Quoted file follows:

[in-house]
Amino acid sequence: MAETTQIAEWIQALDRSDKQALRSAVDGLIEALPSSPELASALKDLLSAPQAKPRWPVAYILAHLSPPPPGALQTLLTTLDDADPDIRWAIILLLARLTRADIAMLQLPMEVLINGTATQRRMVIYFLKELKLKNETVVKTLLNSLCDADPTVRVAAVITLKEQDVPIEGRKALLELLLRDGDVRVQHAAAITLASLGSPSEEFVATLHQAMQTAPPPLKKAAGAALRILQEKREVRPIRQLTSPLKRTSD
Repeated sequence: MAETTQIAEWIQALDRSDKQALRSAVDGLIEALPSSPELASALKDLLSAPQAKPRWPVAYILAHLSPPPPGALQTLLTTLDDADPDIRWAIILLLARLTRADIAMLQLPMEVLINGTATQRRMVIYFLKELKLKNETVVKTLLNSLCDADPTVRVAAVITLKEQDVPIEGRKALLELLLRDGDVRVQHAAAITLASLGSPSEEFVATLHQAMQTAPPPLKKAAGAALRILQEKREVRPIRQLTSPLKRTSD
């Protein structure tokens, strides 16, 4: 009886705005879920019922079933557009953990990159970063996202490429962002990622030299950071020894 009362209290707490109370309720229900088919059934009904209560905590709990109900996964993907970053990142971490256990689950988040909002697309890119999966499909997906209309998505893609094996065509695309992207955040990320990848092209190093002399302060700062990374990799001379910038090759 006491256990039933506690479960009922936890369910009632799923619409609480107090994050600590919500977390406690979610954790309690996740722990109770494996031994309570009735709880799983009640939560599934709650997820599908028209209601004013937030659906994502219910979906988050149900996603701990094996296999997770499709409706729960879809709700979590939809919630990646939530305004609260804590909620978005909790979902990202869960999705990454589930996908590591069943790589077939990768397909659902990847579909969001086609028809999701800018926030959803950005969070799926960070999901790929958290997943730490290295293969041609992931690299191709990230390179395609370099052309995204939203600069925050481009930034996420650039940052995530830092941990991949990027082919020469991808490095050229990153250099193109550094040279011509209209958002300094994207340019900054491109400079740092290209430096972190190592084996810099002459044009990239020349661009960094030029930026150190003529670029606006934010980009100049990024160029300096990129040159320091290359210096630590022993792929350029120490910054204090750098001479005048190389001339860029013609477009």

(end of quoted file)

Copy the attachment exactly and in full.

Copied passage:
[in-house]
Amino acid sequence: MAETTQIAEWIQALDRSDKQALRSAVDGLIEALPSSPELASALKDLLSAPQAKPRWPVAYILAHLSPPPPGALQTLLTTLDDADPDIRWAIILLLARLTRADIAMLQLPMEVLINGTATQRRMVIYFLKELKLKNETVVKTLLNSLCDADPTVRVAAVITLKEQDVPIEGRKALLELLLRDGDVRVQHAAAITLASLGSPSEEFVATLHQAMQTAPPPLKKAAGAALRILQEKREVRPIRQLTSPLKRTSD
Repeated sequence: MAETTQIAEWIQALDRSDKQALRSAVDGLIEALPSSPELASALKDLLSAPQAKPRWPVAYILAHLSPPPPGALQTLLTTLDDADPDIRWAIILLLARLTRADIAMLQLPMEVLINGTATQRRMVIYFLKELKLKNETVVKTLLNSLCDADPTVRVAAVITLKEQDVPIEGRKALLELLLRDGDVRVQHAAAITLASLGSPSEEFVATLHQAMQTAPPPLKKAAGAALRILQEKREVRPIRQLTSPLKRTSD
């Protein structure tokens, strides 16, 4: 009886705005879920019922079933557009953990990159970063996202490429962002990622030299950071020894 009362209290707490109370309720229900088919059934009904209560905590709990109900996964993907970053990142971490256990689950988040909002697309890119999966499909997906209309998505893609094996065509695309992207955040990320990848092209190093002399302060700062990374990799001379910038090759 006491256990039933506690479960009922936890369910009632799923619409609480107090994050600590919500977390406690979610954790309690996740722990109770494996031994309570009735709880799983009640939560599934709650997820599908028209209601004013937030659906994502219910979906988050149900996603701990094996296999997770499709409706729960879809709700979590939809919630990646939530305004609260804590909620978005909790979902990202869960999705990454589930996908590591069943790589077939990768397909659902990847579909969001086609028809999701800018926030959803950005969070799926960070999901790929958290997943730490290295293969041609992931690299191709990230390179395609370099052309995204939203600069925050481009930034996420650039940052995530830092941990991949990027082919020469991808490095050229990153250099193109550094040279011509209209958002300094994207340019900054491109400079740092290209430096972190190592084996810099002459044009990239020349661009960094030029930026150190003529670029606006934010980009100049990024160029300096990129040159320091290359210096630590022993792929350029120490910054204090750098001479005048190389001339860029013609477009």